Inexpensive Meals Entice Doctors to Push Costly Prescription Drugs
Several factors should contribute to a doctor’s prescribing habits – illness treatability, drug effectiveness and side effects, and potential addition to the drug.
However, there’s also one major factor that has nothing to do with ethical pharmacology. Namely, the kick backs from Big Pharma for doctors who prescribe expensive prescription drugs.
Past studies have found that there is indeed a link between the fringe benefits garnered by physicians from pharmaceutical salespeople, and the likelihood that the drugs they sell will be prescribed.
However, the latest research finds this can be achieved at a very low cost to Big Pharma.
About the Study
A recent UC San Francisco study revealed that even taking the doctor out for a relatively cheap meal (average price $20) increased the chance that the physician would prescribe the name brand prescription drugs promoted by the representative over less expensive generics.
Moreover, researchers examined the prescribing habits of nearly 280,000 Medicare Part D physicians from 2013. They discovered that those physicians who had been taken out for a meal increased the prescriptions of the drugs the rep was pushing.
From the study:
“…that physicians who received just one meal…were up to two times as likely to prescribe the promoted brand-name drugs as physicians who received no meals.”
Also, physicians who were dined more than once were 3 times as likely to prescribe the drugs in question.
The researchers examined the scripts of Medicare doctors in four common drug classes, including medications that (1) lower cholesterol levels, (2) treat hypertension, (3) address cardiovascular issues, and (4) antidepressants.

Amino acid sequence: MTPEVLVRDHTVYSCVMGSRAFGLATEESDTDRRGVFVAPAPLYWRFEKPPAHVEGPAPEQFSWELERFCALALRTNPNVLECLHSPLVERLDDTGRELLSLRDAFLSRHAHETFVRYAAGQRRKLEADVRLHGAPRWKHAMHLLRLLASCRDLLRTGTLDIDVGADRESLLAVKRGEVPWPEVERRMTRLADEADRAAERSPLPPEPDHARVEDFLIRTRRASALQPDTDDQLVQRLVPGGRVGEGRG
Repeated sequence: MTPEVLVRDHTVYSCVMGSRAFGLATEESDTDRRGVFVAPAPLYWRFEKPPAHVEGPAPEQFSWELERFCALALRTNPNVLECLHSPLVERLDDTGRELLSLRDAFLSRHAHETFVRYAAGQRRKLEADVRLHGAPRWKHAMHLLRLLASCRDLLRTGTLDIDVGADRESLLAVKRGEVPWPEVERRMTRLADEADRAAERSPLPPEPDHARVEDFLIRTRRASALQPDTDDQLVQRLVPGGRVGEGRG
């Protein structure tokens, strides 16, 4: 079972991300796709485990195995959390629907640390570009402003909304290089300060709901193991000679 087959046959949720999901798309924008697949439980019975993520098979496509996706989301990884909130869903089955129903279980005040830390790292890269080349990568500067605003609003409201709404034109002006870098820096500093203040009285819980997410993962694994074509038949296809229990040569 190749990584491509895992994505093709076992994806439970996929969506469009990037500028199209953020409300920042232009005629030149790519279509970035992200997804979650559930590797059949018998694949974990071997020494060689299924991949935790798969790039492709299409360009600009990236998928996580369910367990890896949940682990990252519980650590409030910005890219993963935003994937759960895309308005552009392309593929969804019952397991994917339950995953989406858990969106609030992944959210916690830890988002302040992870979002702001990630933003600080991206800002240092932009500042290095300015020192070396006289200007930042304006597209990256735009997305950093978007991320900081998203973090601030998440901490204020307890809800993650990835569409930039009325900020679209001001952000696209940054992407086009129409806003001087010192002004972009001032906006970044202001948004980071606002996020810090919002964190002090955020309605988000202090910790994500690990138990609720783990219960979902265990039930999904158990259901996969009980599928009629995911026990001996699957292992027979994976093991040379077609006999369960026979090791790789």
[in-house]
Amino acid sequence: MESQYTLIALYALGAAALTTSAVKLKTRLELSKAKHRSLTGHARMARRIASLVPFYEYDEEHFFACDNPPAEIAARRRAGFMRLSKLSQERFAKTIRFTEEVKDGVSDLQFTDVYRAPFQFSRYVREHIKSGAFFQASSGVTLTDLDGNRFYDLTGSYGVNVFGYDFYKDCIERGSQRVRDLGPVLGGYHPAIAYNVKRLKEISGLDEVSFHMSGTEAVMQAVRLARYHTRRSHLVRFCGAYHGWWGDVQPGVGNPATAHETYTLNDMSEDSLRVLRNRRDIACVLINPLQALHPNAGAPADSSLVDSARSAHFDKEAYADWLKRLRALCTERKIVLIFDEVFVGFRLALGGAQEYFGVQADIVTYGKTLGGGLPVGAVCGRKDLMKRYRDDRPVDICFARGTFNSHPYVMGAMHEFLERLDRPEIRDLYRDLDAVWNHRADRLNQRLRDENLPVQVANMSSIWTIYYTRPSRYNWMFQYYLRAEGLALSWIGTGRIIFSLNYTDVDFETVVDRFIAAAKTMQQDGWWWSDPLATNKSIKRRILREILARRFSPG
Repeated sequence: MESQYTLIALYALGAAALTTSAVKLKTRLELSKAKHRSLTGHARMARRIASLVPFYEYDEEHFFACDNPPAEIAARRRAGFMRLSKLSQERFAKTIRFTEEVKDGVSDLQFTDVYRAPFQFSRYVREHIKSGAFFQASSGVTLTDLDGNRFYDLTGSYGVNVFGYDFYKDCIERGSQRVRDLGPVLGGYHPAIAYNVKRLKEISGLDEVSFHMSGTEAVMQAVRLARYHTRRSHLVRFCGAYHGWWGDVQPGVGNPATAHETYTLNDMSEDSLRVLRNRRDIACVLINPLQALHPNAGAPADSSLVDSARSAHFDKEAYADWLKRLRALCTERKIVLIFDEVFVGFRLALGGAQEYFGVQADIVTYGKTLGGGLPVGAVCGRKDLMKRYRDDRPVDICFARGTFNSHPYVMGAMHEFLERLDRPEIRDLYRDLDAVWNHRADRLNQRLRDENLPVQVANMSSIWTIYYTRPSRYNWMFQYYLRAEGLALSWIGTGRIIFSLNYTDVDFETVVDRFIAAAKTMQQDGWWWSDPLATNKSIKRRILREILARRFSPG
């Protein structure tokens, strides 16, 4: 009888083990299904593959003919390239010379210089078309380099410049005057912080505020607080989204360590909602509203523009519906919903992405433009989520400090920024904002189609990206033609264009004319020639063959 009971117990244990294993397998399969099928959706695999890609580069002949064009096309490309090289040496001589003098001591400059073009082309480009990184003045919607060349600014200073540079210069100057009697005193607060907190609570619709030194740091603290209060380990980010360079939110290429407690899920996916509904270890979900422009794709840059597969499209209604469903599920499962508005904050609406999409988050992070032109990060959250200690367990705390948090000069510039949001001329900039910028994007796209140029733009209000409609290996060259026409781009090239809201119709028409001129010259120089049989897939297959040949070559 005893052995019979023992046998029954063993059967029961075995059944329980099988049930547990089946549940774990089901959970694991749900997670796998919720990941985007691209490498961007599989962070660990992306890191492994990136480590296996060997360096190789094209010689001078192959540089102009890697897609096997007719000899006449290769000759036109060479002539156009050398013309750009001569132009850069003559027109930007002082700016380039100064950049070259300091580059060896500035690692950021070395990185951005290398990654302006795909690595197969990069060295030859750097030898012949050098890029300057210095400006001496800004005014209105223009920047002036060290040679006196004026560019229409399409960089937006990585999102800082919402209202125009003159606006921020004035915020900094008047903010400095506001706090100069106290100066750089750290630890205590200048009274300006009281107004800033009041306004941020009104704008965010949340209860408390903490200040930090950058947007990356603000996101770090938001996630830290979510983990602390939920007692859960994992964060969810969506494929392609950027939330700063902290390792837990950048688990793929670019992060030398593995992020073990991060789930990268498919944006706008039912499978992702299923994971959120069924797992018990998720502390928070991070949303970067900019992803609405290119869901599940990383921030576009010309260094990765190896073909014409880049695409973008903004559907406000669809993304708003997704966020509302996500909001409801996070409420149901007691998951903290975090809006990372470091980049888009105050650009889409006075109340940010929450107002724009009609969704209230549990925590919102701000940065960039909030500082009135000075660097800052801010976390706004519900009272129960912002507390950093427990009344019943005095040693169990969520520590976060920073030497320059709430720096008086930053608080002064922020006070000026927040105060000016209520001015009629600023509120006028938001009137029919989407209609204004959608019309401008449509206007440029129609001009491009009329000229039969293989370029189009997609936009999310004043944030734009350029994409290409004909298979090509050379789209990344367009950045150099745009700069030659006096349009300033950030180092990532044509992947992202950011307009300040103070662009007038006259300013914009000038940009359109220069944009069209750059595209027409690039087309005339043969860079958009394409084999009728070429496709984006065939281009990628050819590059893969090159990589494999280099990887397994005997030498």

Furthermore, they determined the most often prescribed brand name drug in each of those areas: Crestor, Benicar, Bystolic and Pristiq.
Then physicians who were bought meals by pharmaceutical reps were identified.
‘…doctors who received four or more meals paid by the industry prescribed Crestor at 1.8 times the rate of those who received no free meals. The ratio was 4.5 times for Benicar and 3.4 times for Pristiq.”
Researchers caution that correlation does not imply causation, but note that there is a “strong association between the two events.”
The surprise here is that physicians are cheap dates, compared to what most of us thought. We imaged lavish gift, trips, and the like.
In fact, a ProPublica investigation earlier this year found that there was a proportional relationship between the amount of benefits a doctor receives from Big Pharma, and the chances they will write prescriptions on the promoted drugs.
Moreover, physicians who received over $5,000 from pharmaceutical companies in 2014 had the highest prescribing percentages of the name brand.
But the new study appears to show that these companies can spend far less and still see a significant return on their relatively modest investment.
What Does Big Pharma Say?
Of little surprise, PhRMA disagrees:
“This study cherry-picks physician prescribing data for a subset of medicines to advance a false narrative. Manufacturers routinely engage with physicians to share drug safety and efficacy information, new indications for approved medicines and potential side effects of medicines.”
Certainly, the problem is that Medicare recipients (i.e. older adults) often have numerous prescriptions, and they can be quite costly. They more name brand prescriptions that a doctor prescribes, the more expensive it gets for the patient.
~ G. Nathalee Serrels, M.A. Psychology